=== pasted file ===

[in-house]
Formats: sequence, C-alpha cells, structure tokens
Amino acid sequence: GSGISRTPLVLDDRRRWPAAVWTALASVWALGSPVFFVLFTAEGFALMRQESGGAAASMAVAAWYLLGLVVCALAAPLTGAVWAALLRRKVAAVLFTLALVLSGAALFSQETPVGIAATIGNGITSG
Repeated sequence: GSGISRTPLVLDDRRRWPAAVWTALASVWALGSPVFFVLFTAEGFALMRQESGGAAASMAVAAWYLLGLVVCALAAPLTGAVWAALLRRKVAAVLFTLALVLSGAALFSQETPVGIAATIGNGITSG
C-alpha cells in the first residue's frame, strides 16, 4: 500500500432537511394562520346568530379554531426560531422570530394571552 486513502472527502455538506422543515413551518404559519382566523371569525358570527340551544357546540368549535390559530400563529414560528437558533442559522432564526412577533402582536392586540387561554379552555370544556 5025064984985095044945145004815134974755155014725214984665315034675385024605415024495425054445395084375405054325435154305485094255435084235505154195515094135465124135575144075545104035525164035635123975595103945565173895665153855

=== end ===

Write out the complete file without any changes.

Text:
[in-house]
Formats: sequence, C-alpha cells, structure tokens
Amino acid sequence: GSGISRTPLVLDDRRRWPAAVWTALASVWALGSPVFFVLFTAEGFALMRQESGGAAASMAVAAWYLLGLVVCALAAPLTGAVWAALLRRKVAAVLFTLALVLSGAALFSQETPVGIAATIGNGITSG
Repeated sequence: GSGISRTPLVLDDRRRWPAAVWTALASVWALGSPVFFVLFTAEGFALMRQESGGAAASMAVAAWYLLGLVVCALAAPLTGAVWAALLRRKVAAVLFTLALVLSGAALFSQETPVGIAATIGNGITSG
C-alpha cells in the first residue's frame, strides 16, 4: 500500500432537511394562520346568530379554531426560531422570530394571552 486513502472527502455538506422543515413551518404559519382566523371569525358570527340551544357546540368549535390559530400563529414560528437558533442559522432564526412577533402582536392586540387561554379552555370544556 5025064984985095044945145004815134974755155014725214984665315034675385024605415024495425054445395084375405054325435154305485094255435084235505154195515094135465124135575144075545104035525164035635123975595103945565173895665153855